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(Credit: Appareil Architecture)


Montreal's Pastel Rita is a Wes Anderson location waiting to happen

Montreal’s Pastel Rita is a mix-used space that has been designed as both a cafe but also as an artist workshop. Local firm Appareil Architecture renovated the formerly-empty office space in the busy and creative area of Mile End. The firm has managed to differentiate the space inside the building by using green, pink and gold colour blocks.

The technique makes the venue feel like a Wes Anderson set design. Anderson, American director and widely loved auteur, is known for his distinctive style within his films and has propelled a fandom, unlike any other modern director. Pastel Rita is a shining reflection of this style, and with its charming rendering would not look out of place in any of Anderson’s films.

Cafe owners, and the visionaries behind the space, Gabriel Malenfant and Véronique Orban de Xivry, were keen for the building to house a multitude of functions and celebrate its hybrid nature.

The cafe and art space split its 1,500 square feet location into various sections with the use of several colours. The linoleum floor ties the space together as the continuous link between the areas. The cafe is a dark green area that runs through to a pink space for artists to create and display their work. The spaces are connected by a gold corridor that runs through the centre of the building and allows for a glimmering pathway. The cafe isn’t all forward-thinking, though, as the establishment’s name wholesomely pays homage to Malenfant’s grandmother, Rita.

Given the rise of social media and the endless stream of images of an establishment flashed across the internet, restaurant interiors have become more important than ever before. Pastel Rita toes the line of viral-esque style with its sophisticated taste and carefully balanced palette.

“We thought that Appareil Architecture’s cleaner, even contemporary style, combined with our desire for a colourful design, would be the perfect marriage, and it’s exactly what we got as a final product,” explain the owners, Gabriel Malenfant and Véronique Orban de Xivry. “Appareil urged us to visualise the space and its ‘flow’ in a completely different way than we had imagined. Now, we couldn’t imagine it being otherwise.”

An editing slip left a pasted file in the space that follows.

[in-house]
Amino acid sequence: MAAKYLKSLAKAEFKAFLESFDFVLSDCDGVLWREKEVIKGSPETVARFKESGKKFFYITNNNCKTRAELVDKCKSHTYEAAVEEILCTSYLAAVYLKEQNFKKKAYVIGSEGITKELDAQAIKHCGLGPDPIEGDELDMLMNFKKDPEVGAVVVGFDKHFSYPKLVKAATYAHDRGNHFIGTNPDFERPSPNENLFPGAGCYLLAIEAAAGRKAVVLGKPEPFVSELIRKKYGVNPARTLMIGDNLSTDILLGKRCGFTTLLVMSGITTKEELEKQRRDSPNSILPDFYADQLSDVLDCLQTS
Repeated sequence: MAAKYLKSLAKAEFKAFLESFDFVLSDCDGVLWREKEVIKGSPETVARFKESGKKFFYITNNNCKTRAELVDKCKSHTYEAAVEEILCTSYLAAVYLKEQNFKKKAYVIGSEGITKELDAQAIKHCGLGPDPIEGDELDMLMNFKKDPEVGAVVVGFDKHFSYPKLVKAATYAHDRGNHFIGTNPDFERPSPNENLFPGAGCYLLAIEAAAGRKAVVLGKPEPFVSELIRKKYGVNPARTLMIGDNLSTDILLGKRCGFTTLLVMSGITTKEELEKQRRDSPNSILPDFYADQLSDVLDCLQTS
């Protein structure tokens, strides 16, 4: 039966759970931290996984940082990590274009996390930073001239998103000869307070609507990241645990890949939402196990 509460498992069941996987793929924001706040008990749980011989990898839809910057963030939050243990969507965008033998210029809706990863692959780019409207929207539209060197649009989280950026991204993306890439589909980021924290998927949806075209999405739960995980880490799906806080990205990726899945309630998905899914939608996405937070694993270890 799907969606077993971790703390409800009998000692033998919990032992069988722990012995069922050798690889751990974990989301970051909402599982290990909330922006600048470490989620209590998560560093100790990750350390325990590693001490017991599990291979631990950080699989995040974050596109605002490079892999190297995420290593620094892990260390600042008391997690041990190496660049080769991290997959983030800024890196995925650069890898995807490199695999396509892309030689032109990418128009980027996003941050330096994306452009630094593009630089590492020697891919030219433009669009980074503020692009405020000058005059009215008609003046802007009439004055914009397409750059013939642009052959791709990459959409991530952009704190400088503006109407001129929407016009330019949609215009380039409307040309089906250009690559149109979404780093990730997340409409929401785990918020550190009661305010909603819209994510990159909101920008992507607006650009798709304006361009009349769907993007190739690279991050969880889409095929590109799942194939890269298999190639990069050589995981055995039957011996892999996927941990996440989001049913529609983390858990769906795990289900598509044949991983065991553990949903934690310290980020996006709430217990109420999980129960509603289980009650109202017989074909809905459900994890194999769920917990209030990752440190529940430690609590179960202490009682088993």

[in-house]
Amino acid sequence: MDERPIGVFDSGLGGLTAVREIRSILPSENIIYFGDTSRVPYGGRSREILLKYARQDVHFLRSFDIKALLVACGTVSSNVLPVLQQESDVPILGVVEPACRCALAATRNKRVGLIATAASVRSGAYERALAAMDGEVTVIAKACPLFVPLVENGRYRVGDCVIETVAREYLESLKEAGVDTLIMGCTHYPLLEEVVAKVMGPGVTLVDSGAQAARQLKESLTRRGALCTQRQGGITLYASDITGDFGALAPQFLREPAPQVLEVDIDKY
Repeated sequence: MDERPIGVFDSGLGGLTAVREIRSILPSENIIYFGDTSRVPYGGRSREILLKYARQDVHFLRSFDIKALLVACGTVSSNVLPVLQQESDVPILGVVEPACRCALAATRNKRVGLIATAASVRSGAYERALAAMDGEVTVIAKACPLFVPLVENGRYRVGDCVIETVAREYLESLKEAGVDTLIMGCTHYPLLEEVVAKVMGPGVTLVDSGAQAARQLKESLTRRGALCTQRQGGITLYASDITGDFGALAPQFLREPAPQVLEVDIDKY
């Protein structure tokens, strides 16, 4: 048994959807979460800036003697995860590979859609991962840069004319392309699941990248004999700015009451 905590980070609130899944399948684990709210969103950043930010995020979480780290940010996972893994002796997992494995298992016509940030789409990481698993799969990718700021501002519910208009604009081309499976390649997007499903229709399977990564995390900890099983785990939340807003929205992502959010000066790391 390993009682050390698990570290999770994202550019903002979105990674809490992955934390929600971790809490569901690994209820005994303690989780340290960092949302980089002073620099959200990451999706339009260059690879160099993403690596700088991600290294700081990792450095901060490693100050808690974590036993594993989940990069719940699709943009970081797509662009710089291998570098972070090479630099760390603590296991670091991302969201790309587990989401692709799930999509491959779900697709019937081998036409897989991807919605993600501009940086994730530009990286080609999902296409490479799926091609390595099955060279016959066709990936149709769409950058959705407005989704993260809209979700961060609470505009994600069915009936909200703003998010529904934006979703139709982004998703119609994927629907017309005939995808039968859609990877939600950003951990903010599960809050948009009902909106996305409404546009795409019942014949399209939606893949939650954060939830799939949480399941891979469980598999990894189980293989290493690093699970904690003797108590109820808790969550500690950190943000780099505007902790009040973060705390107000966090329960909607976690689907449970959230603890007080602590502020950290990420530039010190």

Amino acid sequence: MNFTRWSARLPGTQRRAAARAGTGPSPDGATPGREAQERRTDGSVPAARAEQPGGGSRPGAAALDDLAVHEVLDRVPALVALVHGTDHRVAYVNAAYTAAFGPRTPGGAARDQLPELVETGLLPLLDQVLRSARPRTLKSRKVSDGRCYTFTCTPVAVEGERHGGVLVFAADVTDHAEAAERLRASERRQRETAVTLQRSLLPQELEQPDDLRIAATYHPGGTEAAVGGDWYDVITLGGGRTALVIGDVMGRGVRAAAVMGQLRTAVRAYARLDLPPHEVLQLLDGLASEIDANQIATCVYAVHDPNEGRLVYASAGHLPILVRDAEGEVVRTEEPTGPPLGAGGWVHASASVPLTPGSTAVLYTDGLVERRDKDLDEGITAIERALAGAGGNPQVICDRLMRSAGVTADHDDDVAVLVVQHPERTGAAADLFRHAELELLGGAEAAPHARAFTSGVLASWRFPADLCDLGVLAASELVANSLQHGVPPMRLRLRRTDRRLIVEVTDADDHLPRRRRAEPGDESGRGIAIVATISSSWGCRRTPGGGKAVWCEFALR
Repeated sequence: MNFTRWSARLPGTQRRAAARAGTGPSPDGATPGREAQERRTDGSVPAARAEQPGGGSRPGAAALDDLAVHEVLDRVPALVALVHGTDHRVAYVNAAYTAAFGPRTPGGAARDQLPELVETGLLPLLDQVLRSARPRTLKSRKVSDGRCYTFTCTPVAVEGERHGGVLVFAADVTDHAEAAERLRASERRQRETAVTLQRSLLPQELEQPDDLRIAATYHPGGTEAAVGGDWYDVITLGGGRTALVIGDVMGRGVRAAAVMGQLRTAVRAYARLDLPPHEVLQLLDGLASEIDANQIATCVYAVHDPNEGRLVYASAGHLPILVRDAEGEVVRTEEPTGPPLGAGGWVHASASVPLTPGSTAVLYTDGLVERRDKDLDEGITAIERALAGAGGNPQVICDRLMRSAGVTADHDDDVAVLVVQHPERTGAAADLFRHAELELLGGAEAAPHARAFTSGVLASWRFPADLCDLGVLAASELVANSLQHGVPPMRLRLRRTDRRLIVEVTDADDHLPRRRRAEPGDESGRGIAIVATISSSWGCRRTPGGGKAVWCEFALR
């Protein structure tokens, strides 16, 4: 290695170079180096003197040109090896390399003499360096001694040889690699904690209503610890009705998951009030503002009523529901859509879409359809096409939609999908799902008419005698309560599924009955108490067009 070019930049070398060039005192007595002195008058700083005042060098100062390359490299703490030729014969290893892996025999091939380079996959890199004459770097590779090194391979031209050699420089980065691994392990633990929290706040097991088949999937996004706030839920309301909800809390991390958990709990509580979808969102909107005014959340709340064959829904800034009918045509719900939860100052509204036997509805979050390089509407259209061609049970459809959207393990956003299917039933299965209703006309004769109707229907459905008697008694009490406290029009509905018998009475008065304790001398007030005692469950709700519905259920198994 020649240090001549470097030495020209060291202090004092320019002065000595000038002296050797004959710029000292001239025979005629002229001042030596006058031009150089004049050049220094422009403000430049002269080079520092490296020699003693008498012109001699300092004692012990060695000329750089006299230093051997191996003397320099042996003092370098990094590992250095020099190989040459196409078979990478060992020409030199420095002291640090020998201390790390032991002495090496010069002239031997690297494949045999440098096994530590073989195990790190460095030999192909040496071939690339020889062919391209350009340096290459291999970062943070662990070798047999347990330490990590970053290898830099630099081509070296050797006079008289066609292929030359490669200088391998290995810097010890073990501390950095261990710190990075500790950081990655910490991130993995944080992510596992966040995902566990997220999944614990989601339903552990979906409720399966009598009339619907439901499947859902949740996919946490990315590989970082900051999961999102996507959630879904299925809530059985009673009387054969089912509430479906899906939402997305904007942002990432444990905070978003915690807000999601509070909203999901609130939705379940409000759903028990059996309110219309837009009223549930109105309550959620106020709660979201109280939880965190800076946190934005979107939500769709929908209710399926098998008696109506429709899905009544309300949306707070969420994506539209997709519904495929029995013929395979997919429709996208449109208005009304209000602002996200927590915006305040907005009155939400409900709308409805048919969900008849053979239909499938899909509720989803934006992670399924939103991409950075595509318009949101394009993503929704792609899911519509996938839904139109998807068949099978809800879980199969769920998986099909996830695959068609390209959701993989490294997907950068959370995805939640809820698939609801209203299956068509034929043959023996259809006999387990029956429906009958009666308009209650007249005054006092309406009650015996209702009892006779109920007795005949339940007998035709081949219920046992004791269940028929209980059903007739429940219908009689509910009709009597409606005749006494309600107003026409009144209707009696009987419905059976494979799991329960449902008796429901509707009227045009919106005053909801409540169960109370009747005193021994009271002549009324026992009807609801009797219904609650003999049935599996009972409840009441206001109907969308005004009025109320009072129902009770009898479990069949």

The design of the cafe is its star attraction. The vivid colours are a huge pull for visitors across the world and should be a visit on every Montreal itinerary. With its bubblegum pink bench, it is reminiscent of Milan’s Bar Luce, an establishment designed by Anderson himself. But where the cafe really triumphs is its ability to keep on evolving.

Not only is Pastel Rita a cafe and art space, but they have also now begun to dip their toe into the wine bar waters, providing a selection of wines and Italian inspired plates, all finished with Rita’s trademark style. It’s a style worthy of the big screen.

(Credit: Appareil Architecture)

“We tried to base our proposition on the core of the client’s personalities, and not only on the purpose of the space,” the architects told Ignant. “The two owners of ‘Pastel Rita’ are a colourful couple; Gabriel is a famous music artist with a vibrant clothing style, and Veronique is the owner of Bouquet, a handbag brand known for their colours. Therefore, the colourful atmosphere of the space reflects who they are as people.”

They added: “Pastel Rita is located in Mile End, a neighbourhood full of artists. We thought that these colour choices would be unique and would hopefully attract them. Each colour is related to a specific use of the space. So the soft pink aims to create cosiness in the seating area. The dark green defines the cafe area and the colour makes the bar stand out from the pastel atmosphere. The gold is used for the boutique to add a luxurious effect to the artisans’ products that are on a pedestal. The multicoloured result of the entire space attracts attention and stands out from the usual style of the neighbourhood.

“It creates a place where the creative community can meet without any pretension.”

All images provided to Far Out Magazine via Appareil Architecture. See more of their work, here.